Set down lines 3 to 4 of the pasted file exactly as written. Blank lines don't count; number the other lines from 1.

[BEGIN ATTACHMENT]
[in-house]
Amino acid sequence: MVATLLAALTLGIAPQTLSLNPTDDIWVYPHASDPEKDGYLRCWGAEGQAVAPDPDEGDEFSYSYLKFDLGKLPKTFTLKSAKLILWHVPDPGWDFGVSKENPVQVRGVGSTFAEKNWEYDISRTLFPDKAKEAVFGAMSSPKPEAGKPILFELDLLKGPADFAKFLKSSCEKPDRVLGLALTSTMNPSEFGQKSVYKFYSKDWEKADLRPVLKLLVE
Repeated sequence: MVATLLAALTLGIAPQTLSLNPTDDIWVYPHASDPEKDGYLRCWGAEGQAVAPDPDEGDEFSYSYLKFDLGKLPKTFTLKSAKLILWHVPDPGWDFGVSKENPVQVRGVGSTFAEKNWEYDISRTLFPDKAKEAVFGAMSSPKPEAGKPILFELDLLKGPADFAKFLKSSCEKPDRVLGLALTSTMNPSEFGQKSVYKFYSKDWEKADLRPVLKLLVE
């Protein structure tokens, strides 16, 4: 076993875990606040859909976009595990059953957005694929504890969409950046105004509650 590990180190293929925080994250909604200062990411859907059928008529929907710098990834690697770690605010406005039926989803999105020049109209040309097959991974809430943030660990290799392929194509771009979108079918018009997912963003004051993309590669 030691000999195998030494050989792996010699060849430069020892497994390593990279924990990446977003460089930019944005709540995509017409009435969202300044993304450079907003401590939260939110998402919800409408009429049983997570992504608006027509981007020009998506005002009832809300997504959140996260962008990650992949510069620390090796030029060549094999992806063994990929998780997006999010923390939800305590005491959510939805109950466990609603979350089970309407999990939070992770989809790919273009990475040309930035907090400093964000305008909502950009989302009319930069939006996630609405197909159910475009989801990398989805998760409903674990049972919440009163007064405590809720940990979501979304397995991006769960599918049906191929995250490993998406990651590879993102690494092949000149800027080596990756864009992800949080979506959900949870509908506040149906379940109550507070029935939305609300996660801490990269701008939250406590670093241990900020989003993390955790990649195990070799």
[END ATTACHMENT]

Repeated sequence: MVATLLAALTLGIAPQTLSLNPTDDIWVYPHASDPEKDGYLRCWGAEGQAVAPDPDEGDEFSYSYLKFDLGKLPKTFTLKSAKLILWHVPDPGWDFGVSKENPVQVRGVGSTFAEKNWEYDISRTLFPDKAKEAVFGAMSSPKPEAGKPILFELDLLKGPADFAKFLKSSCEKPDRVLGLALTSTMNPSEFGQKSVYKFYSKDWEKADLRPVLKLLVE
């Protein structure tokens, strides 16, 4: 076993875990606040859909976009595990059953957005694929504890969409950046105004509650 590990180190293929925080994250909604200062990411859907059928008529929907710098990834690697770690605010406005039926989803999105020049109209040309097959991974809430943030660990290799392929194509771009979108079918018009997912963003004051993309590669 030691000999195998030494050989792996010699060849430069020892497994390593990279924990990446977003460089930019944005709540995509017409009435969202300044993304450079907003401590939260939110998402919800409408009429049983997570992504608006027509981007020009998506005002009832809300997504959140996260962008990650992949510069620390090796030029060549094999992806063994990929998780997006999010923390939800305590005491959510939805109950466990609603979350089970309407999990939070992770989809790919273009990475040309930035907090400093964000305008909502950009989302009319930069939006996630609405197909159910475009989801990398989805998760409903674990049972919440009163007064405590809720940990979501979304397995991006769960599918049906191929995250490993998406990651590879993102690494092949000149800027080596990756864009992800949080979506959900949870509908506040149906379940109550507070029935939305609300996660801490990269701008939250406590670093241990900020989003993390955790990649195990070799």